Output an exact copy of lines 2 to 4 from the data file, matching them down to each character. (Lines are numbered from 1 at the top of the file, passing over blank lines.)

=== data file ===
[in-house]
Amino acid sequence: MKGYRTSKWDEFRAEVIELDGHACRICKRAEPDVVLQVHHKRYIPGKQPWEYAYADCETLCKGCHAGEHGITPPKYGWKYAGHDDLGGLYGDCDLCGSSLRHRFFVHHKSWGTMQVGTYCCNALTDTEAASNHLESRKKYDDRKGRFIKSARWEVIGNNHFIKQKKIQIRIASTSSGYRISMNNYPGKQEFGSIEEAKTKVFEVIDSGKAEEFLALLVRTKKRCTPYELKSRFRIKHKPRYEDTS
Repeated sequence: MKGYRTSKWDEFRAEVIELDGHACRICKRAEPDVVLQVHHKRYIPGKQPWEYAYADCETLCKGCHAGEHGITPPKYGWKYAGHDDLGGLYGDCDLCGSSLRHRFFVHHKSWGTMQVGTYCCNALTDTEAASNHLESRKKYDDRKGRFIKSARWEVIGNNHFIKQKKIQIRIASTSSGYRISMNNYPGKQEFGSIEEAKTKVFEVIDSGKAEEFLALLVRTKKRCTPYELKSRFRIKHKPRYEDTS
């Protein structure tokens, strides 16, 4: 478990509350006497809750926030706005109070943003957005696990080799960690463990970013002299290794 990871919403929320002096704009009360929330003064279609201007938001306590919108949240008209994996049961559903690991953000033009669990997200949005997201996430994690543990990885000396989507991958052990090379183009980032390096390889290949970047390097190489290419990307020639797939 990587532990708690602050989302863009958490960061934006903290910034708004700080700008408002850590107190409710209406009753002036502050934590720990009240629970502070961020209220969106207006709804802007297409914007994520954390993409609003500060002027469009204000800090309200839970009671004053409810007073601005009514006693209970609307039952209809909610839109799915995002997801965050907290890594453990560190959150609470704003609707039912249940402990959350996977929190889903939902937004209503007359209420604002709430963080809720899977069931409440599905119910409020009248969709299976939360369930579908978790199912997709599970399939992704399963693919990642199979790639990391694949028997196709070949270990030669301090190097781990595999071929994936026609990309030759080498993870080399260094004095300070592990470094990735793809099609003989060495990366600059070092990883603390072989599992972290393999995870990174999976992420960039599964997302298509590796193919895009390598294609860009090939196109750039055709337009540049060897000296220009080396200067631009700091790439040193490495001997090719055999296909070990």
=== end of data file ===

Amino acid sequence: MKGYRTSKWDEFRAEVIELDGHACRICKRAEPDVVLQVHHKRYIPGKQPWEYAYADCETLCKGCHAGEHGITPPKYGWKYAGHDDLGGLYGDCDLCGSSLRHRFFVHHKSWGTMQVGTYCCNALTDTEAASNHLESRKKYDDRKGRFIKSARWEVIGNNHFIKQKKIQIRIASTSSGYRISMNNYPGKQEFGSIEEAKTKVFEVIDSGKAEEFLALLVRTKKRCTPYELKSRFRIKHKPRYEDTS
Repeated sequence: MKGYRTSKWDEFRAEVIELDGHACRICKRAEPDVVLQVHHKRYIPGKQPWEYAYADCETLCKGCHAGEHGITPPKYGWKYAGHDDLGGLYGDCDLCGSSLRHRFFVHHKSWGTMQVGTYCCNALTDTEAASNHLESRKKYDDRKGRFIKSARWEVIGNNHFIKQKKIQIRIASTSSGYRISMNNYPGKQEFGSIEEAKTKVFEVIDSGKAEEFLALLVRTKKRCTPYELKSRFRIKHKPRYEDTS
């Protein structure tokens, strides 16, 4: 478990509350006497809750926030706005109070943003957005696990080799960690463990970013002299290794 990871919403929320002096704009009360929330003064279609201007938001306590919108949240008209994996049961559903690991953000033009669990997200949005997201996430994690543990990885000396989507991958052990090379183009980032390096390889290949970047390097190489290419990307020639797939 990587532990708690602050989302863009958490960061934006903290910034708004700080700008408002850590107190409710209406009753002036502050934590720990009240629970502070961020209220969106207006709804802007297409914007994520954390993409609003500060002027469009204000800090309200839970009671004053409810007073601005009514006693209970609307039952209809909610839109799915995002997801965050907290890594453990560190959150609470704003609707039912249940402990959350996977929190889903939902937004209503007359209420604002709430963080809720899977069931409440599905119910409020009248969709299976939360369930579908978790199912997709599970399939992704399963693919990642199979790639990391694949028997196709070949270990030669301090190097781990595999071929994936026609990309030759080498993870080399260094004095300070592990470094990735793809099609003989060495990366600059070092990883603390072989599992972290393999995870990174999976992420960039599964997302298509590796193919895009390598294609860009090939196109750039055709337009540049060897000296220009080396200067631009700091790439040193490495001997090719055999296909070990």